Newmarket racehorses ‘under threat’ from Stansted expansion
Date added: June 10, 2008
Ben Webster, Transport Correspondent
Leading figures in Britain’s horse racing industry are threatening to move their animals overseas because of plans for more than 400 aircraft a day to circle over their stud farms.
National Air Traffic Services (Nats) is proposing to create a new holding stack near Newmarket, Suffolk, for aircraft queueing to land at Stansted. The stack is one of two being created to cope with a large expansion of the Essex airport.
Stansted handles about 190,000 flights a year at present. BAA, the Spanish-owned company that runs the airport, wants to increase that number initially to 260,000 on the existing runway and then to open a second runway in 2015, raising total capacity to more than half a million flights a year.
Newmarket, at present one of the most tranquil areas in East Anglia, has the largest concentration of stud farms in Europe. The Derby winners of 2006 and 2007, Sir Percy and Authorized, both retired to stud there, and this year’s winner, New Approach, is also likely to end up in the area.
A study commissioned by the Newmarket Horse Racing and Breeders Group suggested that almost two thirds of the stud farms would either move or curtail investment in the area because of the noise and air pollution created by the stack.
Aircraft would descend in spirals to 7,000ft (2,100m) before breaking out of the holding pattern to make their approach to Stansted. Some would pass over the stud farms as low as 4,000ft. The group says it has been told by Nats that the noise of an aircraft at 7,000ft is similar to that generated by a van passing within 50ft at 40mph. Another 100 aircraft would pass over Newmarket en route to a stack for Luton airport.
The study found that many of the stud farm owners were international businessmen and women with horseracing interests in other countries, to which they could easily move their Newmarket horses. Dalham Hall, the biggest stud farm in the area, employing 250 people, is owned by Sheikh Mohammed Al Maktoum, the ruler of Dubai. He also keeps and breeds racehorses in Ireland, France, the United States, Australia and Japan.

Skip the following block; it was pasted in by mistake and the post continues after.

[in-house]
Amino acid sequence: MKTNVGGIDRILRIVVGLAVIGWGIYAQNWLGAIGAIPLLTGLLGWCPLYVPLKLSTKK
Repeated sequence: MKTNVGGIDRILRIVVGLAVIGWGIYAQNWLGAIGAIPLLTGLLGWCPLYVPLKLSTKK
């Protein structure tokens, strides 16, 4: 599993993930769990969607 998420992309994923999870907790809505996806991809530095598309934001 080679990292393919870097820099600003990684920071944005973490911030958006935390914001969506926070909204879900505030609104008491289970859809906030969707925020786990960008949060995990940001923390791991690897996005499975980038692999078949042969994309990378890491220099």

Newmarket’s stud farms and racehorse trainers collectively spend more than £100million a year in the area on wages, goods and services. The study said: "Much of this investment is footloose in the sense that it is capable of being invested in a number of locations in the world, Newmarket – and indeed Britain – being merely one of them. A clear consideration in making such investment is the high quality of the environment around Newmarket and the absence of any pollution. It would not take much for owners to choose other training and stud locations and not to invest here."
Alastair Watson, chairman of the Newmarket Stud Farmers Association, said: "We realise that the stacks have to go somewhere but we have a hundred employees for every 1,000 acres and they spend 85% of their time outdoors. Elsewhere in East Anglia there is only one person per 1,000 acres and he’s sitting in a tractor and wouldn’t hear the aircraft."
Nats claims that the new stacks will result in fewer people overall being exposed to excessive aircraft noise because its guiding principle has been to move flight paths from urban to rural areas. More than 62,000 people live under the two existing stacks shared by Stansted and Luton, compared with 40,000 under the three stacks being proposed to replace them.
But critics of Nats’s policy point out that low-flying aircraft will be more noticeable in the countryside because there is less background noise.
A Nats spokesman said that the consultation on the proposals would end on June 19. The new stacks are due to begin in March 2009. He added: "The racing community in Newmarket has made comments and these will be considered after the consultation closes."